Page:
• Use a natural calming supplement. For cats who struggle with disturbances to their environment such as travelling, loud noises, boarding, or hosting a large family gathering, try a calming behavioral supplement such as Zylkene®. Zylkene is a veterinary formulated product containing a unique, milk-derived ingredient that promotes calmness and relaxation without causing drowsiness. For short-term therapy, begin administration 1-2 days ahead of the anticipated event (such as a holiday party.)

*This article does not replace advice from your veterinarian. If you are worried about your pet’s health or behavior always reach out to your veterinarian.

‘TIS THE SEASON

 [DOG SPECIFIC]

It’s the most wonderful time of the year…but for our pets it can sometimes feel like the most stressful time of the year. Family gatherings, vacations, colder weather and just general busy-ness can create a challenging environment for our pets.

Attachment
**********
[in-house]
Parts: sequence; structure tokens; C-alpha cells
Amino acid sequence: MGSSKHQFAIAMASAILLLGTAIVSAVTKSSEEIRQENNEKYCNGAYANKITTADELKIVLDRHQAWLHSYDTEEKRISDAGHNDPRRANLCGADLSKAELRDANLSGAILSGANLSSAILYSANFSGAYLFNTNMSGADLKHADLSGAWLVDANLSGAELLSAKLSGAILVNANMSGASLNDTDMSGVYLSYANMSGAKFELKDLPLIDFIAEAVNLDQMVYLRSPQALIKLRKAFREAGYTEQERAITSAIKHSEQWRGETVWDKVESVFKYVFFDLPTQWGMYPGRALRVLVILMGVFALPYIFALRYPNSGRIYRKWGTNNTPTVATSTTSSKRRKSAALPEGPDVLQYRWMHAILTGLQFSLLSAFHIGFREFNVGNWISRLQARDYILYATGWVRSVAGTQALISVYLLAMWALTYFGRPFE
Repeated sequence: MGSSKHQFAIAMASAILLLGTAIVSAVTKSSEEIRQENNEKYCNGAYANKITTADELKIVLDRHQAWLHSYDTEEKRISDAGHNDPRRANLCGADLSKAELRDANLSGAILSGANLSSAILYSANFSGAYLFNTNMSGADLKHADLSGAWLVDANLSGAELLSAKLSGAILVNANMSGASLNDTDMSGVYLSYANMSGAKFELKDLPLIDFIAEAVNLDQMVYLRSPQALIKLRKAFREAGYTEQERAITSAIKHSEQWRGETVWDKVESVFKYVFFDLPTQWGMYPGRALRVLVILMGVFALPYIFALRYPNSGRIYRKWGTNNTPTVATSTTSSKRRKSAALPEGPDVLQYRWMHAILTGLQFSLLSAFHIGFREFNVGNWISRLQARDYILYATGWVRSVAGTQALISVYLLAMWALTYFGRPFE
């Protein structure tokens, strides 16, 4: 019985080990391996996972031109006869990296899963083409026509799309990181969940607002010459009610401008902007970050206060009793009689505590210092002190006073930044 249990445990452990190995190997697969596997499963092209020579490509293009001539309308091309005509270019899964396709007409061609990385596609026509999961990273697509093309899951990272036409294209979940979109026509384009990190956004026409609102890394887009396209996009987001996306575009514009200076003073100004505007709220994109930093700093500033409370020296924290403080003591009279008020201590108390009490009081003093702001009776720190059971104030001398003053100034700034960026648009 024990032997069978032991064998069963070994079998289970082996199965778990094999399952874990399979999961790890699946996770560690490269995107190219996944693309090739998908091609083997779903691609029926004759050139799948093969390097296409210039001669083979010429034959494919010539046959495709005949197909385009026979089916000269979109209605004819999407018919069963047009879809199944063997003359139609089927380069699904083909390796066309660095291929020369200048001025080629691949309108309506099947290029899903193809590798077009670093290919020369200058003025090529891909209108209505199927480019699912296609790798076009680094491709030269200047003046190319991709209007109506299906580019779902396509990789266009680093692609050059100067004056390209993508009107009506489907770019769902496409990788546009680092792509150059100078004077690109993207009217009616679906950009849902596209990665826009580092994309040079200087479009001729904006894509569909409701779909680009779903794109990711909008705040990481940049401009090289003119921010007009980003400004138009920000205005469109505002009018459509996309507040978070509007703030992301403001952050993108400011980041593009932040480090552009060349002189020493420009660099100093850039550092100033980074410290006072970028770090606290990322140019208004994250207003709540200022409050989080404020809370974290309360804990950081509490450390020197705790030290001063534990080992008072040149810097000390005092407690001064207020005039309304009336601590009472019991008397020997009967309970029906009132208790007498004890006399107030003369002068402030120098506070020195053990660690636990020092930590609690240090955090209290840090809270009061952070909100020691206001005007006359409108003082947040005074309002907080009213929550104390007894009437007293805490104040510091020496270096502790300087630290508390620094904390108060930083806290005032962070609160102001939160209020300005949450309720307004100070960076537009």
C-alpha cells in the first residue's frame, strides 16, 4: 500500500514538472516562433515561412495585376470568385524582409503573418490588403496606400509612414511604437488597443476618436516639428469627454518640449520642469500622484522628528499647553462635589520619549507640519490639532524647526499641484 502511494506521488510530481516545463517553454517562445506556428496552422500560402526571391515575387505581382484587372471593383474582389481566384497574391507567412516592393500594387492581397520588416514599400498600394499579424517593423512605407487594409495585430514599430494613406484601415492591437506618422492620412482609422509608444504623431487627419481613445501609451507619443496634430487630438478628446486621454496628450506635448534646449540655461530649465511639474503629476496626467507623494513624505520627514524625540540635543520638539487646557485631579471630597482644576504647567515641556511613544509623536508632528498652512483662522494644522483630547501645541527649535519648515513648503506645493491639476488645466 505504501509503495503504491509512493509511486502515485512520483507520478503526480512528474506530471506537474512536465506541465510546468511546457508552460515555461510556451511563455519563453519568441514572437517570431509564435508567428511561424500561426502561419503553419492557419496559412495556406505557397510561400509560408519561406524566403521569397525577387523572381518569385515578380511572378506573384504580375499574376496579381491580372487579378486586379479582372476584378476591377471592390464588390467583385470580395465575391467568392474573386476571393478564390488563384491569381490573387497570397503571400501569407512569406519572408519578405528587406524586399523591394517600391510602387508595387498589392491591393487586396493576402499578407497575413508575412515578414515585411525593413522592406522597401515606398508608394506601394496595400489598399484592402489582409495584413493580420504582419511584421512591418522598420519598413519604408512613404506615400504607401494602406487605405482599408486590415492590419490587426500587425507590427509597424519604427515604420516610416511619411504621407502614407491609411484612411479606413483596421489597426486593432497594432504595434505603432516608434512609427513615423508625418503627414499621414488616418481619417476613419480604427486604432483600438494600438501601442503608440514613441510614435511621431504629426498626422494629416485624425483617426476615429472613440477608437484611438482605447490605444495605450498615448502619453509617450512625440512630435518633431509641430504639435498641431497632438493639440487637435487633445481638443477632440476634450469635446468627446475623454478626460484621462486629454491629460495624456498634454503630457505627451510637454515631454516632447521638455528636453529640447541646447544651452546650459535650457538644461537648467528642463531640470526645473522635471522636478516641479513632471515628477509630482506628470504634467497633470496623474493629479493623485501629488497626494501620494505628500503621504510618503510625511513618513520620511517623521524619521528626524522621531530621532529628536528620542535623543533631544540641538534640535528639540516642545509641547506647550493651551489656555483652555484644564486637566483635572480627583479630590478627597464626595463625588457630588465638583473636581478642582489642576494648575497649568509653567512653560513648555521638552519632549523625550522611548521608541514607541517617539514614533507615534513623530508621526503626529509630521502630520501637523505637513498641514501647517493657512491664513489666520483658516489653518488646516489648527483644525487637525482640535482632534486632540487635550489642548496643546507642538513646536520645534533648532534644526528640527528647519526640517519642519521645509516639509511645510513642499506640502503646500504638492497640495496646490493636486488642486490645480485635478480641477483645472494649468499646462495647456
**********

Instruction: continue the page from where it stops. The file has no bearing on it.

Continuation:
To help our four-legged friends cope better during the holidays here are a few tips:

  • Decrease stimuli. If your pets do not like loud noises or unfamiliar people, then do not subject them to the 40 house guests that will be coming over for dinner. Instead, keep them safely tucked away in a quiet room or cozy kennel. You can play classical music or turn on the television to further drown out the commotion coming from all of the “unwanted guests.”
  • A tired dog is a good dog. During the holidays, it is important to make the time to continue the daily exercise routine for our pets. It may be especially important for those pets that have difficulty with the challenges of the holidays. It can be useful to fit in some extra exercise on the days prior to and the morning of a big holiday gathering, so that your pet will be more fulfilled. This may help calm them down and act less concerned by all of the commotion.
  • Avoid feeding “people food” to your dog. While your pet may be hoping to sample something off your plate at your upcoming gathering, sudden changes to your dog’s diet can cause stomach upset or worse. Certain foods like onions (don’t forget about onion powder!), grapes/raisins, chocolate, etc. can be toxic. Getting into something that is not normally in your dog’s diet can cause gastrointestinal issues that are sure to make the holidays less pleasant for everyone.